For this extra credit opportunity, I listened to episode 2 of Ben Franklin’s World. This episode had guest Cornelia King, Chief of Reference at the Library company of Philadelphia, and curator of women’s history. The podcast contained a lot of information from what Cornelia’s duties are as the Chief of Reference, to what the library company hopes to promote when they create a new exhibition. The newest exhibition they discussed was “That so Gay, outing in early America.” Cornelia explained that out of all the times they have been able to create this new exhibition this was the best time to showcase that gay relationships have been a part of American culture for decades.
The Library Company of Philadelphia has been a part of the gay movement and it’s history for years. King explains that the company wanted to create this exhibition during this time because it would be the prequel of the first LGBTQ protest at Independence hall, 50 years ago. Independence Hall and the Library are right in the center of the strong gay community in Philadelphia today, making this exhibition even more powerful to show how far the LGBTQ community has come.
Cornelia highlights that they created this exhibition to show same-sex relationships have flourished through novels and readings dating back all the way to biblical times. Also highlighting Philadelphia’s historic movement in the LGBTQ community. While listening to this podcast I myself realized just how much gay relationships and culture have influenced American novels and media through the decades. One interesting discussion point used in the podcast was the point of “keywords” being used in biblical writings and early American writing to combat using the word gay. Biblical figures would say “friends rather than enemies”, which now we can see suggests some sort of relationship. Other main stream novels including “Moby Dick” use writing and keywords that suggest there is some sort of relationship between two men on the ship. As told by King thousands of media stories and novels from early America used these keywords, so much that King had to leave out many novels from the exhibition because there would be an overflow if they were to include every one.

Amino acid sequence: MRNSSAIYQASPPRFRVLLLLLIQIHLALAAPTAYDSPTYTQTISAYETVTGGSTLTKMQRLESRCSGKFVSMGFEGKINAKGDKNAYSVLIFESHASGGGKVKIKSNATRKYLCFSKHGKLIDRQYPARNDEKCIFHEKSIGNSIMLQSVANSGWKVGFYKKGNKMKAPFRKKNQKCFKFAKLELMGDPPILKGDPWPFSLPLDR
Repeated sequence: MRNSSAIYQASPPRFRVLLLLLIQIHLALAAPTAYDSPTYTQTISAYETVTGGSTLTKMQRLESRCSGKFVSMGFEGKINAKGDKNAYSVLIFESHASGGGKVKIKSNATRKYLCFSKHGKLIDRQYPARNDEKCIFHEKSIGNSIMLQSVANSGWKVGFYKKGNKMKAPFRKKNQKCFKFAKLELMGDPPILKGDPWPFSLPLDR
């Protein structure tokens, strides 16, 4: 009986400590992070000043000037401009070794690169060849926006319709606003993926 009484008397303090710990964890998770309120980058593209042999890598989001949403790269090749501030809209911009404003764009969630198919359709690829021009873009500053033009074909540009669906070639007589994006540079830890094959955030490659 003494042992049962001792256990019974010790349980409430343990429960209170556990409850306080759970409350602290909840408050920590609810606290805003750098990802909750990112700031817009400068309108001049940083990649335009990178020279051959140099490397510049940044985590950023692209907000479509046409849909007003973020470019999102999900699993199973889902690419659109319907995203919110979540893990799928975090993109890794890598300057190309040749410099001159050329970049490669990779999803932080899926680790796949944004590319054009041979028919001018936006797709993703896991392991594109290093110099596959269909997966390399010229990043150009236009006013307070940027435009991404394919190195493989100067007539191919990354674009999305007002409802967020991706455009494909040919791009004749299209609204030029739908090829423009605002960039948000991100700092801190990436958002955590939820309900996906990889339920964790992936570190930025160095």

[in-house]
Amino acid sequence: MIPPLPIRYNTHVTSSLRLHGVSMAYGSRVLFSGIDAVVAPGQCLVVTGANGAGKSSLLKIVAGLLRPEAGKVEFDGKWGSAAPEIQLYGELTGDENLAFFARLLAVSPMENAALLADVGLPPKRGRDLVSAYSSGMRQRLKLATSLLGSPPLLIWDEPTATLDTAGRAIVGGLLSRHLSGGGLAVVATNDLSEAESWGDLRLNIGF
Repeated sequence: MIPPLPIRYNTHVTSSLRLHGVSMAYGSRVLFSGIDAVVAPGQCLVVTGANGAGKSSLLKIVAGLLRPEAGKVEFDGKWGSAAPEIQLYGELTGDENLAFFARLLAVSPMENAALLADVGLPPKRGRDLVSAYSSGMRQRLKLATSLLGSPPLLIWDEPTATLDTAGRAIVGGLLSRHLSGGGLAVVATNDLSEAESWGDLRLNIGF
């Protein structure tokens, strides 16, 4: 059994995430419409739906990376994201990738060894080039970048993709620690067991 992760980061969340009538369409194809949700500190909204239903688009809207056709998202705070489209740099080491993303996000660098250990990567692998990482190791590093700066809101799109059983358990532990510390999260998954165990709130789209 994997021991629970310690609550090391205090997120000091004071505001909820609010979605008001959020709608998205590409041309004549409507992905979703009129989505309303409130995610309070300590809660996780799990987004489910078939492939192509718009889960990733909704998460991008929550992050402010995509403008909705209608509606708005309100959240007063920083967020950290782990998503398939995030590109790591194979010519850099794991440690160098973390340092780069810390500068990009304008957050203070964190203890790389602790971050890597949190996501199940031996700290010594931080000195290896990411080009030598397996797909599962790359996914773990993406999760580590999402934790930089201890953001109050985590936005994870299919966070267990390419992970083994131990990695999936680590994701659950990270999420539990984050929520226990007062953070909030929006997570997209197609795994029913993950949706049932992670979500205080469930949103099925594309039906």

This point of keywords intrigued me, and made me realize that gay relationships in early American media has allowed the coverage and freedom of gay culture to be present today. King in the podcast discusses this point exactly saying that she uses these exhibitions to not only show how far America has come but also made the public understand and be aware that many of the things happening in today’s society were already major discussions in other eras of America. This made me also see that the development of technology and forms of communication and innovation have allowed the discussion and acceptance of gay culture to adapt over the years, into what it is today.
Overall, I’m glad I picked this podcast, to me personally this is something I have never thought of and it made me wonder what other things are hiding in early American media. King explained that the reason for these exhibitions is to pose questions and allow the viewer to get the answer from the work presented and I think she is doing just that. This article showed that media stories today, and social conflicts today are not new, rather they have been a part of our history and have been represented in our media for decades.